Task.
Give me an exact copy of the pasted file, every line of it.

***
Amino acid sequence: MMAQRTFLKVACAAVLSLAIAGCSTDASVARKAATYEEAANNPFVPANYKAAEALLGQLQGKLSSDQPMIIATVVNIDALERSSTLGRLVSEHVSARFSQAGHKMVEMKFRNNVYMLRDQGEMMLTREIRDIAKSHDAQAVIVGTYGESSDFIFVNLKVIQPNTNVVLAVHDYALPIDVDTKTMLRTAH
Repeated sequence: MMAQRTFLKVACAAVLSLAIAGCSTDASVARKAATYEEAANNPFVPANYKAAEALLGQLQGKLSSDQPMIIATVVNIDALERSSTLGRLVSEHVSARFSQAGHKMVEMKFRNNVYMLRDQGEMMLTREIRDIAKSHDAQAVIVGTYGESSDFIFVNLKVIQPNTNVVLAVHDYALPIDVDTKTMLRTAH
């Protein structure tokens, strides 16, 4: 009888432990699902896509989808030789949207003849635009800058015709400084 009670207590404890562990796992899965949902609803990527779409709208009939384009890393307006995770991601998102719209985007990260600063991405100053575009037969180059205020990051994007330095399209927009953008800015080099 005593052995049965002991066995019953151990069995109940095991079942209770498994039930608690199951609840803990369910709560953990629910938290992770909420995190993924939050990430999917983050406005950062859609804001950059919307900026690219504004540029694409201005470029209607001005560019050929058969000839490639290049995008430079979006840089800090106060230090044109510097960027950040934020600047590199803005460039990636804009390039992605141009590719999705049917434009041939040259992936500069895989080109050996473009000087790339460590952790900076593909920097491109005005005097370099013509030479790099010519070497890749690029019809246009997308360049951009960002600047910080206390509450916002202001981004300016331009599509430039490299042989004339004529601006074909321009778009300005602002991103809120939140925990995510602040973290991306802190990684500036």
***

Amino acid sequence: MMAQRTFLKVACAAVLSLAIAGCSTDASVARKAATYEEAANNPFVPANYKAAEALLGQLQGKLSSDQPMIIATVVNIDALERSSTLGRLVSEHVSARFSQAGHKMVEMKFRNNVYMLRDQGEMMLTREIRDIAKSHDAQAVIVGTYGESSDFIFVNLKVIQPNTNVVLAVHDYALPIDVDTKTMLRTAH
Repeated sequence: MMAQRTFLKVACAAVLSLAIAGCSTDASVARKAATYEEAANNPFVPANYKAAEALLGQLQGKLSSDQPMIIATVVNIDALERSSTLGRLVSEHVSARFSQAGHKMVEMKFRNNVYMLRDQGEMMLTREIRDIAKSHDAQAVIVGTYGESSDFIFVNLKVIQPNTNVVLAVHDYALPIDVDTKTMLRTAH
């Protein structure tokens, strides 16, 4: 009888432990699902896509989808030789949207003849635009800058015709400084 009670207590404890562990796992899965949902609803990527779409709208009939384009890393307006995770991601998102719209985007990260600063991405100053575009037969180059205020990051994007330095399209927009953008800015080099 005593052995049965002991066995019953151990069995109940095991079942209770498994039930608690199951609840803990369910709560953990629910938290992770909420995190993924939050990430999917983050406005950062859609804001950059919307900026690219504004540029694409201005470029209607001005560019050929058969000839490639290049995008430079979006840089800090106060230090044109510097960027950040934020600047590199803005460039990636804009390039992605141009590719999705049917434009041939040259992936500069895989080109050996473009000087790339460590952790900076593909920097491109005005005097370099013509030479790099010519070497890749690029019809246009997308360049951009960002600047910080206390509450916002202001981004300016331009599509430039490299042989004339004529601006074909321009778009300005602002991103809120939140925990995510602040973290991306802190990684500036």